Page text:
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Standing at the team bus in Paris on Sunday evening, Cannondale-Drapac manager Jonathan Vaughters was holding a glass of champagne. His team had reason to celebrate; 30 minutes earlier Rigoberto Uran had finished second overall at the Tour de France.
In previous years the team had taken fourth with Christian Vande Velde  and Bradley Wiggins , with the latter result being upgraded to third after Lance Armstrong’s disqualification. Second, though, was something else, particularly as Uran ended up just 54 seconds back. Had he not hit a barrier and come to a halt in the final time trial, he likely would have been 10 or 15 seconds closer.
In conversation with CyclingTips, Vaughters gave his immediate thoughts about the race, speaking about the success and what it means for the sport, confirming his belief that Uran is a clean rider, and also talking about the team’s new partnership with media giant Oath and what that meant for both the squad and its ongoing search for a title sponsor.
CyclingTips: This is the team’s best ever-result at the Tour de France. What’s your reaction to that?
Jonathan Vaughters: As I’ve been saying, we come to every race with the objective of making sure that all the riders are prepared the best they can — that the staff has done everything that they can to get the race ready, to do the reconnaissance, to make sure the nutrition is correct, the training is training…whatever. A hundred percent of the effort of the whole team to make things work.
And, you know, sometimes that ends up being 23rd place and sometimes that ends up being a win. And sometimes that ends up being 10th. And the point of it is, when I’m most happy is when I see that the organization is doing everything it can to achieve the maximum results.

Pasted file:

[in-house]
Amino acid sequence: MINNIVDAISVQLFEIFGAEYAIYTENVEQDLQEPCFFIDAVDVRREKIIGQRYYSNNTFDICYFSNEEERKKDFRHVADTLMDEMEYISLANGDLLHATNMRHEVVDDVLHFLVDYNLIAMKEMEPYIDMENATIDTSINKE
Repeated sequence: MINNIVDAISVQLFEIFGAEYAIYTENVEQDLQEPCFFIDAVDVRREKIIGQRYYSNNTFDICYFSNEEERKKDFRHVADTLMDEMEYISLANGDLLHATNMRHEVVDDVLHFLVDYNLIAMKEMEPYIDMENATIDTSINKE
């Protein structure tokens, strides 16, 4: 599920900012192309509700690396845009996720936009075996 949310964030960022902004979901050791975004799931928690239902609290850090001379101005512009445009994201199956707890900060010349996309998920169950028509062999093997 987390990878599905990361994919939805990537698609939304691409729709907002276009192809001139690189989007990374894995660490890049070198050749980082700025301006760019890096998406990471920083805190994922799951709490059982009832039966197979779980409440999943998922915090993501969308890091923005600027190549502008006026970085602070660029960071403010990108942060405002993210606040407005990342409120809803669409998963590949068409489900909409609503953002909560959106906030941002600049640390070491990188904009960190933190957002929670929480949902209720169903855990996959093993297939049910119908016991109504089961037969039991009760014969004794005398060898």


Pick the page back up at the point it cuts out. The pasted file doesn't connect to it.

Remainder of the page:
And you have to be happy with that, whether it’s first or second or fifth or 50th or whatever. It doesn’t matter. And by the way, if you’re taking an anti-doping stance in the sport, you cannot focus on the final result. If you focus on the final result, then you are thinking about, well, I need to get to that final result, and no matter how I get there. We focus on the process, and in this case the process worked great and we’re incredibly happy.
But I’m more happy about the process. I’m more happy about the people that made it happen. I’m more happy about the fact that you guys, the press, voted us the most easy and accessible team of the Tour de France.
I’m happy about the fact that Rigo [Uran] is an incredibly nice and humble person. Those are the things, the effort that everyone put in, that’s what makes me happy. This second place – it’s incredible and it’s wonderful, but it’s a number. And, you know, that can disappear. But the ethos and the spirit of the team…that’s what matters.
You speak about the anti-doping ethos. Can I presume you are 100 percent confident in Rigo?
So what does this mean for the sport, if he is second?
Well, listen, it means that Rigo is an incredible athlete and you can race the Tour de France, for the win, clean. That’s what it means. I mean, that’s what I believe. I can be proven wrong and, you know, my opinion isn’t perfect and so on and so forth. But at this moment in time, that’s what I believe.
I believe that he and the rest the organization pulled off something incredible. And you just have to be proud of that.